The Contagion of Jesus

The following excerpt is from Sabastian Moore’s The Contagion of Jesus: Doing Theology as if it Mattered (Orbis Books, 2007):

The Washing of Feet.Sieger Koder

“The Washing of Feet” by Sieger Koder

There are two kinds of conversion. There is the conversion of the godless to God, and there is the conversion of the godly to the realization that he has been radically wrong about God, and about what God is asking of us…This second kind happened to Saul, and exceedingly godly man, on the way to Damascus about his God’s business. He had got God wrong. All-powerful over us, his God had become the image of our lust for power; God had what he wanted. And we have all remade God in our own image of being the power over us, reflecting a long history of violence and war.

To be converted to this God is devastating. And the image of this conversion is of a God not over us but under us, spat upon by priests and a barrack-square joke for soldiers, finally nailed to two bits of wood. Saul the Pharisee, trained in the God of law and rigour, knew of and abominated that image which a new sect was promulgating; it was against everything he’d stood for as a religious man, and so he had got God wrong. He was thrown, and fell helplessly in love with the humiliated one whom the real God had raised up, the God who comes to us from below, the oppressed among us and, in us, the God who – his arms stretched out to all the world by being nailed to our cross – is behind us so we don’t see him but sink into him and let him feed us with his flesh and blood – a horrendous idea for the then religion – and turn us slowly into himself, his body given to others in a new and all-enduring love (p. 10. Emphasis added).

Yes, convert us from our false gods; our gods of power and domination! But while Moore emphasizes the humility of Jesus by speaking of his below-ness, I would say it differently.

Rather than “the God who comes to us from below,” perhaps better: “the God who comes to us from the fellowship of God’s own life – his utter self-sufficiency – through the mission of his Son.” The mission of God the Son takes the form of his humiliation, but his humiliation is not that He comes to us from below but from his shared humanity with us. He is made like his brothers and sisters “in every respect” (Heb. 2; also Phil 2). Emphasis upon humility without corresponding stress upon his origin in the fellowship of the divine life risks depleting his sufficiency to save. It is not only his belowness that makes him sufficient – his shared humanity – but his origin in the divine fellowship as God the Son. That he shares life with God the Father (John 5:26) means that he comes to us overflowing with life to give, life to offer of himself. The grammar of the Christian tradition has always sought to hold both together: “begotten of the Father before all worlds; God of God, Light of Light, very God of very God” and “for our salvation, came down from heaven, and was incarnate” (Creed of Nicaea).

Lord Jesus Christ, free us of our false gods and draw us to yourself. 

On Earth as It Is in Heaven: A Review

Hallelujah! After two years — full of reading and writing and reading and thinking and writing some more — I am officially a graduate of Duke University Divinity School. I am incredibly grateful to have had the opportunity to study with many great folks and to have fallen in love with the city of Durham. Jessie and I have some serious thinking and praying to do concerning whether or not a PhD is in the cards; for now, we plan to travel. To fill the time between wrapping things up here in Durham and beginning our season of travel (in Nashville, TN!), I requested a few books to review for the blog.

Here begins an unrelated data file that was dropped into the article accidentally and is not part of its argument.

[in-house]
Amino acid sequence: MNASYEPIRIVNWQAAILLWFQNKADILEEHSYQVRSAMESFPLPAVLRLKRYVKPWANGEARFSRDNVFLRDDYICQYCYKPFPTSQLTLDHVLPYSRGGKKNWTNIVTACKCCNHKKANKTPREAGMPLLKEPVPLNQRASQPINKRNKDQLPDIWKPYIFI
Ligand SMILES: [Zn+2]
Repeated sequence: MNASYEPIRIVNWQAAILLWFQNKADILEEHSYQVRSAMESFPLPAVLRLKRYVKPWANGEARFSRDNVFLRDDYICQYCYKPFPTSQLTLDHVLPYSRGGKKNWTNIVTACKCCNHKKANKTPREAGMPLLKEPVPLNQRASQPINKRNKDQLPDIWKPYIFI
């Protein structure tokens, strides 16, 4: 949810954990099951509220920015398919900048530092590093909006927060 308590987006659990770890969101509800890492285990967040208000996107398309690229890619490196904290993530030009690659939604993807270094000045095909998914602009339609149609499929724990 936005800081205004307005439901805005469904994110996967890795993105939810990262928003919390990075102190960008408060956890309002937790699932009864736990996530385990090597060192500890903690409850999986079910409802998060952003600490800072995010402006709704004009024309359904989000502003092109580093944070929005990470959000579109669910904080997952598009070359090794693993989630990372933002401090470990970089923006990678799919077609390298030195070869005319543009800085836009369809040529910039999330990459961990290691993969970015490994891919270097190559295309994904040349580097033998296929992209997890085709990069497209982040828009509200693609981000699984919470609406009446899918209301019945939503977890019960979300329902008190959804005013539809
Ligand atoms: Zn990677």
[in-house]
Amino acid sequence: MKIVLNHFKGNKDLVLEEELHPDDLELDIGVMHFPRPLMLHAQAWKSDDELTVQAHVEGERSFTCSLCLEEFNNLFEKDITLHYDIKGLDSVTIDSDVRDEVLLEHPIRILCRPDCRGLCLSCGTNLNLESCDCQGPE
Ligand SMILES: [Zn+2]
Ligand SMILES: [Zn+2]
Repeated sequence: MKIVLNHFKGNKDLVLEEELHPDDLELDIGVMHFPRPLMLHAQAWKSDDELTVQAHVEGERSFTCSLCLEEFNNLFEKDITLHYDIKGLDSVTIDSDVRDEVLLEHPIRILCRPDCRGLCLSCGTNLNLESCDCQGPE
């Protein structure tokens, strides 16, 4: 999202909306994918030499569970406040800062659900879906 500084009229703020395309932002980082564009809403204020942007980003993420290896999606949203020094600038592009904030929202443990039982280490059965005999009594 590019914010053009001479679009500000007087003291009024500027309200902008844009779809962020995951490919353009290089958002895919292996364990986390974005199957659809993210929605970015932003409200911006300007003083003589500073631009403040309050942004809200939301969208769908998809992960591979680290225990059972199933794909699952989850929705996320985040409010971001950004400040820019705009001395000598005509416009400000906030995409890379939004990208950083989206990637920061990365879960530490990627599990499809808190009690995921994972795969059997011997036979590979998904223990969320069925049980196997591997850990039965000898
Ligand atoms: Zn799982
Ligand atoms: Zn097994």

W.m. B. Eerdmans Publishing Co. was kind enough to send along On Earth as It Is in Heaven: Cultivating a Contemporary Theology of Creation, edited by David Vincent Meconi,
SJ. This book is a collection of essays written by prominent Catholic Meconi_On Earth as it is in Heaven_wrk01.inddscholars and guided by a shared concern to theologically “resist the contemporary dangers of mindless acquisition and the consequent squandering of the earth’s rich resources” (p. 1). Each essay resists these contemporary dangers in a slightly different way. Some of the writing is quite dense, requiring a high level of attention and, for readers not trained in theology, perhaps a theological dictionary. The writers are masters of the theological craft. Agrarian writers, however, such as Wendell Berry, encourage interdisciplinary work, even at the risk of getting things wrong the first time around. I do not mention this to say that the writers of these essays have gotten things wrong. Rather, I mention it to note that many of these theologians are purposefully pushing themselves to think in new and exciting ways and that their thinking will only be refined as they become more comfortable writing at the intersection of Catholic theology and environmental matters. Continue reading

John Webster: A Remembrance

John WebsterI was very sad to learn late last night that John Webster, Professor of Divinity at St. Andrews, died suddenly yesterday morning. You can find a fine summary of John’s theology by Fred Sanders here and a eulogy by Stephen Holmes here. The internet will be full of tributes in days to come, but I want to offer a short remembrance.

John was the chair of the Divinity department when I completed my PhD at the University of Aberdeen. He was not my supervisor, but he was always available for a conversation. We had many (a testament to his generosity). I remember one in particular. It was so telling of John’s approach to theology. We were discussing God’s providence and the manner of his interaction with the world. At one point John leans back, puts his hand on his forehead and thoughtfully says, “In this matter I think we must give our attention first to God’s revealed character, and only then look to theories of causation. Character first, then causation.”

And that was John’s whole approach to theology. Whatever else it’s about, it is first and foremost about God – and principally about God’s life in himself. Hearing last night about John’s death was especially shocking because I had spent the day reading his recently published God Without Measure (it was like spending a day with him). There he writes,